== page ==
what is the significance of member voting rights?
Members of Business NSW who have voting rights (Voting Members) are entitled to:
- vote on any resolution put to a general meeting of Business NSW’s members. Resolutions that require member approval include a resolution to change the company’s name, amend the company’s constitution or remove a director;
- vote in any election for Business NSW’s Council and, if they are domiciled in New South Wales, any election for their applicable Regional Council; and
- if elected, hold a position within Business NSW’s governance structure. That is, a Voting Member's appointed representative is eligible to be elected to:
- their relevant Regional Council (if the Voting Member is domiciled in New South Wales);
- Business NSW’s Council (which elects the majority of the Board and the President and Vice-President of Business NSW); and
- Business NSW’s Board.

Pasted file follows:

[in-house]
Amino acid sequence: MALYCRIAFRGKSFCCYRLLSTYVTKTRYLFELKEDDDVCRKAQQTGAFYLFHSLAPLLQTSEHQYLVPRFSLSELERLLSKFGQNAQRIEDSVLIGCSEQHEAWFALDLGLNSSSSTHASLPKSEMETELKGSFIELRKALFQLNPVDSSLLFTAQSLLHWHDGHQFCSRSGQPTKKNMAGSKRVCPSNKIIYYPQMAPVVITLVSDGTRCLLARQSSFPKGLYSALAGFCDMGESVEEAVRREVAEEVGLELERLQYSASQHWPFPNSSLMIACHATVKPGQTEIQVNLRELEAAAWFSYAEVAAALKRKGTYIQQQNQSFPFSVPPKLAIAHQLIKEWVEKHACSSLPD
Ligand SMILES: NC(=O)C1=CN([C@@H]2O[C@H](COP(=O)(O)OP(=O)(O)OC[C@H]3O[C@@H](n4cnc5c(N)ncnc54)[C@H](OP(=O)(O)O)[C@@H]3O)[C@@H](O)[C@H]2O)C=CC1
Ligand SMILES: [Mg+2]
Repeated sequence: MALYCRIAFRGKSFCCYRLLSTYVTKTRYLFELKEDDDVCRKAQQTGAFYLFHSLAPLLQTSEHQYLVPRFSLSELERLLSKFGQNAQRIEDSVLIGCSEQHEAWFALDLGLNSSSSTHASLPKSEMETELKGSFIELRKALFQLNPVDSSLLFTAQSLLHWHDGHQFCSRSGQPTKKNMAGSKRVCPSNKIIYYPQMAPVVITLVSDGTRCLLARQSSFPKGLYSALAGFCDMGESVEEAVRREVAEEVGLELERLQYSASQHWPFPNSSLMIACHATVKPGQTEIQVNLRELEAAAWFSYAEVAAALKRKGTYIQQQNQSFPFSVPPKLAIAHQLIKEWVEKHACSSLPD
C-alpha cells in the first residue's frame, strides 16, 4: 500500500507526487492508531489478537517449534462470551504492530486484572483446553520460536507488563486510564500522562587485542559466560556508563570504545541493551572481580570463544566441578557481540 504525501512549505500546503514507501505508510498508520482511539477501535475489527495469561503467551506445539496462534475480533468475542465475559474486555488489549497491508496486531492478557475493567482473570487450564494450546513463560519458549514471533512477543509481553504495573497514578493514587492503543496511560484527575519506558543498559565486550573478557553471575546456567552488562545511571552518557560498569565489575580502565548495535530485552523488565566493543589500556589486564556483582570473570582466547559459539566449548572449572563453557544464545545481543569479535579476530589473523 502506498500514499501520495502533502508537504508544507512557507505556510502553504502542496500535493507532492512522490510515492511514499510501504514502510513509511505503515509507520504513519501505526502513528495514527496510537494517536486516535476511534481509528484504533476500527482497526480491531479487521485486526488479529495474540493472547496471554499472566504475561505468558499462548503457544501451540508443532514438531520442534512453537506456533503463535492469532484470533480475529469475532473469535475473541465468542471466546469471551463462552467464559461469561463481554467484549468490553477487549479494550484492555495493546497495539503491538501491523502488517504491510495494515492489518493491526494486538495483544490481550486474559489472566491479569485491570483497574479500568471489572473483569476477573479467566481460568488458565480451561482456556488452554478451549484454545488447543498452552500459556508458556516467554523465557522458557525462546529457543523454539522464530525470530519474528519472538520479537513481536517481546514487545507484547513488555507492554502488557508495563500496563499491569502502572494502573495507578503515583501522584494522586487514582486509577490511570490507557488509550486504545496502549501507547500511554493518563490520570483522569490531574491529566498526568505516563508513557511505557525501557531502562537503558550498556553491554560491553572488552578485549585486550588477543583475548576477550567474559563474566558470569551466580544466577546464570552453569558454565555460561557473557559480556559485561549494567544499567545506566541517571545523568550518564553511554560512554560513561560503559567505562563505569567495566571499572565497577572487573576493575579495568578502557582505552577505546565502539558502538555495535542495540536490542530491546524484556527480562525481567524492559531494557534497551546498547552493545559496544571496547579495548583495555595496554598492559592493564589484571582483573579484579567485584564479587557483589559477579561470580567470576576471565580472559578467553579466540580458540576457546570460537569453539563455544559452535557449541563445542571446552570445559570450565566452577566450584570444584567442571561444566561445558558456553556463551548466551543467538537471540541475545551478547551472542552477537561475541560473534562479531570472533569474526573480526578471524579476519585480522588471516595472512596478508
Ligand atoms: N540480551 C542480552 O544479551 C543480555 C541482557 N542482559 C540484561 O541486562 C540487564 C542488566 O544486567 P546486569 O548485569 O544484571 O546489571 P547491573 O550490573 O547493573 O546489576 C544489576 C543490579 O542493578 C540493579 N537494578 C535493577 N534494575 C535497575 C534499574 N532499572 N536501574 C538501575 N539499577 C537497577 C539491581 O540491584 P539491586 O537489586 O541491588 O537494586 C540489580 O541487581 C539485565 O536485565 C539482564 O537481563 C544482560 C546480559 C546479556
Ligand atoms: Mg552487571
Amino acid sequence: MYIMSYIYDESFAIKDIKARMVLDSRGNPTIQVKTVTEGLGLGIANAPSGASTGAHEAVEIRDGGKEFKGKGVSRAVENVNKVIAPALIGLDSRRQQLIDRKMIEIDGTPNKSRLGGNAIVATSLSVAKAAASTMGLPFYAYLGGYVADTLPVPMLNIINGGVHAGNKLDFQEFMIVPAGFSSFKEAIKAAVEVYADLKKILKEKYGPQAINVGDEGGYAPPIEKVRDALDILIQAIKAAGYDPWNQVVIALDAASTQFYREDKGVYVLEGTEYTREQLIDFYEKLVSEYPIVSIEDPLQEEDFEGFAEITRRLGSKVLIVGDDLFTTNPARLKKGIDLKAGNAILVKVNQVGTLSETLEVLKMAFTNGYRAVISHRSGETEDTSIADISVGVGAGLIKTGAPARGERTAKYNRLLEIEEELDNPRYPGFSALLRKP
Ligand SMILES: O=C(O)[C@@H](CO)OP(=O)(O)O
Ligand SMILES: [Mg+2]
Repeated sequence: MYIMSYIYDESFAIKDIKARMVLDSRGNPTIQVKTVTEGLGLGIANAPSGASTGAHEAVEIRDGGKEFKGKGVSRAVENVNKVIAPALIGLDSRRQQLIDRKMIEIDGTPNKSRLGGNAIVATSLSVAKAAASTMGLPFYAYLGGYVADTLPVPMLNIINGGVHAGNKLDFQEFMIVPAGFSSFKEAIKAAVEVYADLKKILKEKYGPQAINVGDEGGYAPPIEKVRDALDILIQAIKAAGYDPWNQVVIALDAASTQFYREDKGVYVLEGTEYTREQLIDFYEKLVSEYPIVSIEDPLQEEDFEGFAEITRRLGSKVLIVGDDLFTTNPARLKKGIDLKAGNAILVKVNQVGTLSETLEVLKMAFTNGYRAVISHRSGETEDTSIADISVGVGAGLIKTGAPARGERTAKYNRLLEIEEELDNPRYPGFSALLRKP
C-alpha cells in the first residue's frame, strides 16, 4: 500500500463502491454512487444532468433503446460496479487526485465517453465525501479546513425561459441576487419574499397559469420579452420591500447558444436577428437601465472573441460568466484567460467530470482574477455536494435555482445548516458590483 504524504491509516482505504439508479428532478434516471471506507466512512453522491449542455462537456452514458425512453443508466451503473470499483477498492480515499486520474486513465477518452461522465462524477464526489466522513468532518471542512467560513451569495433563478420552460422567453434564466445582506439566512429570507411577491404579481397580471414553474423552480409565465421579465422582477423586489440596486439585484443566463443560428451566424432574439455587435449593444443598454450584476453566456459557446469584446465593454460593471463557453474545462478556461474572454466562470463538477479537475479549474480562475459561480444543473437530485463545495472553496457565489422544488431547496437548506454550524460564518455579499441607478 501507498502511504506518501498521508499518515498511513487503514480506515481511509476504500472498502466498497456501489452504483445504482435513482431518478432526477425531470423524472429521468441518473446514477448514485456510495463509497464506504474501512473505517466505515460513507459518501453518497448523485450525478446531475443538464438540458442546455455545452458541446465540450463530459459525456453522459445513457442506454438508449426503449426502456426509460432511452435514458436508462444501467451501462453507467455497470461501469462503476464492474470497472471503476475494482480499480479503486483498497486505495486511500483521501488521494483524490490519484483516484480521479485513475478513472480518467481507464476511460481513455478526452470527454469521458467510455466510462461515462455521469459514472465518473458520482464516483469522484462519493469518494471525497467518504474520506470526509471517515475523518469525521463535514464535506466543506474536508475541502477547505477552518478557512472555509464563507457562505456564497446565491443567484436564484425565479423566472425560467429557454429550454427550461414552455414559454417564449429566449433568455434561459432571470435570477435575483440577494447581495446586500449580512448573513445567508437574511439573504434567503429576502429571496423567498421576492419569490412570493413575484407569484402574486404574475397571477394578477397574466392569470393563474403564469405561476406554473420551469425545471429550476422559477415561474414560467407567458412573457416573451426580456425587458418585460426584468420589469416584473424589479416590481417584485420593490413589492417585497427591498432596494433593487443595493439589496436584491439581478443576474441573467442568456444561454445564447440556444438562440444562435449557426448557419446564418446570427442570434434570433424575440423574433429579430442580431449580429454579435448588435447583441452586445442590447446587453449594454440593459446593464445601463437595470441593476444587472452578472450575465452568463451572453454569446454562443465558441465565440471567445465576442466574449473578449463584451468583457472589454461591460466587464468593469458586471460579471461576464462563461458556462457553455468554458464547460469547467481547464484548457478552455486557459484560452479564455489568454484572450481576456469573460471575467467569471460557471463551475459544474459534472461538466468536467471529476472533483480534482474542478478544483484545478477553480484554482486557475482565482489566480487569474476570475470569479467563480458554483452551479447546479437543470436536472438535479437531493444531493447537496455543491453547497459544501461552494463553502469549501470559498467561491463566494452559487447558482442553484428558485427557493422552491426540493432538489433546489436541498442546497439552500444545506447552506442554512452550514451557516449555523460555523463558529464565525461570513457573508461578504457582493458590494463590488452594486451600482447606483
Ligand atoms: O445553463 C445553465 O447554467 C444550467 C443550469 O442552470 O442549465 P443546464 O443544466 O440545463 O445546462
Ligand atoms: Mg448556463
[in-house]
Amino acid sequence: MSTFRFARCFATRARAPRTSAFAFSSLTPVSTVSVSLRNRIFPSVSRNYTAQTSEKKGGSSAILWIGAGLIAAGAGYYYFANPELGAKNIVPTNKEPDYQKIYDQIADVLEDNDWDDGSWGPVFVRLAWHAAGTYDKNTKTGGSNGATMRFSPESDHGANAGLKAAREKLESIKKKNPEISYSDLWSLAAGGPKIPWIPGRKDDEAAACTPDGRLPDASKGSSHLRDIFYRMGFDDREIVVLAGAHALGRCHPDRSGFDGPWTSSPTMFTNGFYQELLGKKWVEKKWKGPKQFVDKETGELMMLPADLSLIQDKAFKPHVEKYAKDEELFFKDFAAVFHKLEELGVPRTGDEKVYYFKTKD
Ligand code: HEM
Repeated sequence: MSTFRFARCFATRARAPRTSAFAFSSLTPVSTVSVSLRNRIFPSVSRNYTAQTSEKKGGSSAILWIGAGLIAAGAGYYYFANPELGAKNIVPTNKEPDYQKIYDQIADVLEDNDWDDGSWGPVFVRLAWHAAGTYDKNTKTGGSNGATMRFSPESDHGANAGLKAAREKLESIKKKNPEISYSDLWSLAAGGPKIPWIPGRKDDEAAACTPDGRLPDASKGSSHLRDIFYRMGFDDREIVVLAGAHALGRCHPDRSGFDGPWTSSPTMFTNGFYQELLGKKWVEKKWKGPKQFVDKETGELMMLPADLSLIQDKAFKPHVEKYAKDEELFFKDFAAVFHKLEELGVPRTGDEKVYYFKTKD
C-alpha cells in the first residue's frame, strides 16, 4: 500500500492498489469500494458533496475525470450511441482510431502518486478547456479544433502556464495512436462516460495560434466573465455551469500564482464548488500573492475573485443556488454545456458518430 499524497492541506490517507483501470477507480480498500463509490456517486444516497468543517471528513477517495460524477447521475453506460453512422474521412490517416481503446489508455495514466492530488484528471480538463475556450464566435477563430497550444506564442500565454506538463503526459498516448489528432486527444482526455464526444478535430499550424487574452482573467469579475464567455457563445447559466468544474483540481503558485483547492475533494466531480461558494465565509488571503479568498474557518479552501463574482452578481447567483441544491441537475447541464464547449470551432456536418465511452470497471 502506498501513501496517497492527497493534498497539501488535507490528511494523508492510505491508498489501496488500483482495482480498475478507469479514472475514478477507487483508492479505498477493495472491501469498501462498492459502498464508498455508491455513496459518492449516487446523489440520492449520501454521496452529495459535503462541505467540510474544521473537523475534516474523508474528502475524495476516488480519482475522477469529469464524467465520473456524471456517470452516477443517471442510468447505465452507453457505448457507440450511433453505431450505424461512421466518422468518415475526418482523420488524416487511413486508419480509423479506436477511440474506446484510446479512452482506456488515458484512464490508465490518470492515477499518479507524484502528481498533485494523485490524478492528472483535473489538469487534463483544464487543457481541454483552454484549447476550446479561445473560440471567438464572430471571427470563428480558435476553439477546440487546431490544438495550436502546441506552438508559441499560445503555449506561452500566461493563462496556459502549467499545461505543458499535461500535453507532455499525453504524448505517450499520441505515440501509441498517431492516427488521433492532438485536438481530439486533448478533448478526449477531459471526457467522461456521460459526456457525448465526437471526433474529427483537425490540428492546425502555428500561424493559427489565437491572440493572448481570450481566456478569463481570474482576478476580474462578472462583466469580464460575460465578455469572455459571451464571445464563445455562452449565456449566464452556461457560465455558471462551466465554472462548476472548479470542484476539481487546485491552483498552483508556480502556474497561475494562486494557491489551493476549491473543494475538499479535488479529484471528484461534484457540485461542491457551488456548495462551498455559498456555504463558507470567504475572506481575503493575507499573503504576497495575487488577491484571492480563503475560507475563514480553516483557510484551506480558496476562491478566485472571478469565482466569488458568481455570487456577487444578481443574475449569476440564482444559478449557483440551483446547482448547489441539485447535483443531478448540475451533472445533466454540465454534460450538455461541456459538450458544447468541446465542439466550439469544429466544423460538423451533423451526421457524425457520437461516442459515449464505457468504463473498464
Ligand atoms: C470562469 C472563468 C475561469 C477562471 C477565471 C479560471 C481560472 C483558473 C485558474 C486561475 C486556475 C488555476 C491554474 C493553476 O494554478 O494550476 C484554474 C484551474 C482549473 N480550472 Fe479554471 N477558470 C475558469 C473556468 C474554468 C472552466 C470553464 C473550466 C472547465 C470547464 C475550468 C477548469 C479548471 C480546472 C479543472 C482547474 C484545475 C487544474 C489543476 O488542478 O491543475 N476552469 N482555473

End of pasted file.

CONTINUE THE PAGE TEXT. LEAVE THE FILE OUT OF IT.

Voting rights are significant because they give members (through their appointed representatives) the opportunity to influence how the company is managed (through the election of councillors and directors) or participate in the management of the company by being elected to the Board.
Which members have voting rights?
Only those members in a membership class that the Board of Business NSW has determined carries voting rights are deemed to be Voting Members.
Members in each of the following membership classes have voting rights:
- Association Bronze, Silver and Gold
- Corporate IR Advisor
- Corporate Connections
- LCC Alliance Partners
- Business Networker
- Business Workplace
A Voting Member will lose their right to vote if any membership fees they are required to pay are overdue by more than 60 days. Ongoing suspension of voting rights may result in the representative of a member who holds a position within the governance structure of Business NSW being removed from that position.
How many votes does a Voting Member have?
Each Voting Member is entitled to one vote on a resolution of members.